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Official: Survival Of Pilot, Passenger In Bayport Small Plane Crash 'Nothing Short Of A Miracle'

BAYPORT, N.Y. (CBSNewYork/AP) -- Officials say a small plane crash on Long Island could have been much worse and the pilot's family is grateful to the people who rescued him and his passenger.

The Piper 28 was trying to return to the Bayport Aerodrome after experiencing engine trouble when it clipped a tree and utility lines before crashing to the pavement on Second Street near Third Avenue in Bayport around 7 p.m. Sunday.

"We were in our house and we heard a big crash. I looked out the window and saw a big, dark cloud of smoke rising to the air. It was kind of short, it didn't linger," witness Michael Wikan said.

"I was looking out my window and it stalled. He turned around to come back in and he went down. He hit the first pole, twisted around, landed and went on fire and stuff," another witness said.

Neighbors and volunteer firefighters rescued the pilot, 34-year-old Scott Clifford, and his passenger, 55-year-old Mike Rome, who were stuck in the burning wreckage.

"They cut him out of the airplane. Some people hosed down the plane and saved their lives," the pilot's aunt, Diane Macolino, told CBS2's Magdalena Doris in an exclusive interview.

Joe Walsh, a retired Bayport firefighter, and his brother Pete Walsh, a New York City firefighter, ran to action after seeing the plane crash down.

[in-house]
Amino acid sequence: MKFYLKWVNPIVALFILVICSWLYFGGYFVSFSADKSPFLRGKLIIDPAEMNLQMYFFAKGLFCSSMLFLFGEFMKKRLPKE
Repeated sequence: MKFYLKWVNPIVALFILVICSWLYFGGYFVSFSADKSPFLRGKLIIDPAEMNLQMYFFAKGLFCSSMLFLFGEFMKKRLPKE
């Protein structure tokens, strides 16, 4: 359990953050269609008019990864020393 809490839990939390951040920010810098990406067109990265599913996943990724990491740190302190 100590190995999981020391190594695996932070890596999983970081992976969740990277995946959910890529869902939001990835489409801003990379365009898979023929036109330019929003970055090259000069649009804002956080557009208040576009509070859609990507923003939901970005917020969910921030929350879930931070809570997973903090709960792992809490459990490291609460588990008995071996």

"My kids were on the front lawn playing soccer and they came running in and said the plane crashed," Joe Walsh told CBS2's Ali Bauman. "I didn't even have shoes on. I ran down in my socks."

"We were working on unbuckling the seat belt and one of them, his leg was stuck, so basically we just had to yank them because the fire, so he pulled them out, handed them to me," Pete Walsh said.

Bayport Plane Crash Victims Scott Clifford and Mike Rome
Scott Clifford and Michael Rome (Credit: CBS2)

The men were airlifted to Stony Brook University Hospital. Clifford is hospitalized in serious condition with two broken legs, a broken hand, broken ribs and a head injury. Rome received 30 stitches to his head.

Both men are expected to recover, and judging by the wreckage, officials said it could have been far worse.

"This is nothing short of a miracle, both that the airplane did not hit any houses or any other individuals," Suffolk County Police Commissioner Tim Sini said. "The fact that right now, both occupants of the plane are alive is also nothing short of a miracle."

Clifford bought the plane just one month ago, Doris reported. He was visiting family on Long Island and was heading back with Rome to upstate New York, where they both live, when the plane went down.

"If they had burns, especially inhalation injury, their mortality would have significantly increased from this accident," Dr. James Vosswinkel, chief of trauma surgery at Stonybrook University Hospital, told CBS2.

Macolino said the family plans to visit the crash site and personally thank those who helped save the two men.

"Thank God he's alive, thanks to all those people that helped him," she said.

Officials at the hospital said both the pilot and passenger should be released this week.

The FAA is investigating the cause of the crash.

(TM and © Copyright 2016 CBS Radio Inc. and its relevant subsidiaries. CBS RADIO and EYE Logo TM and Copyright 2016 CBS Broadcasting Inc. Used under license. All Rights Reserved. This material may not be published, broadcast, rewritten, or redistributed. The Associated Press contributed to this report.)

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